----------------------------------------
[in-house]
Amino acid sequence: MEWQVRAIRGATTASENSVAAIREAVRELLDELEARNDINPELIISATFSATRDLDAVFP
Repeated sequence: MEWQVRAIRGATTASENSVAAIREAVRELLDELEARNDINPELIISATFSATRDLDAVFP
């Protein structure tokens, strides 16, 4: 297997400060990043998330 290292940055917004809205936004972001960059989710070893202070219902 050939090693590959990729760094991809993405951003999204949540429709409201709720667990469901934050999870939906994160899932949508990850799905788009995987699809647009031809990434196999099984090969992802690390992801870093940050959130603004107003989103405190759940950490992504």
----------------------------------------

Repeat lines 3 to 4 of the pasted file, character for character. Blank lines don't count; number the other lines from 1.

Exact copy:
Repeated sequence: MEWQVRAIRGATTASENSVAAIREAVRELLDELEARNDINPELIISATFSATRDLDAVFP
């Protein structure tokens, strides 16, 4: 297997400060990043998330 290292940055917004809205936004972001960059989710070893202070219902 050939090693590959990729760094991809993405951003999204949540429709409201709720667990469901934050999870939906994160899932949508990850799905788009995987699809647009031809990434196999099984090969992802690390992801870093940050959130603004107003989103405190759940950490992504």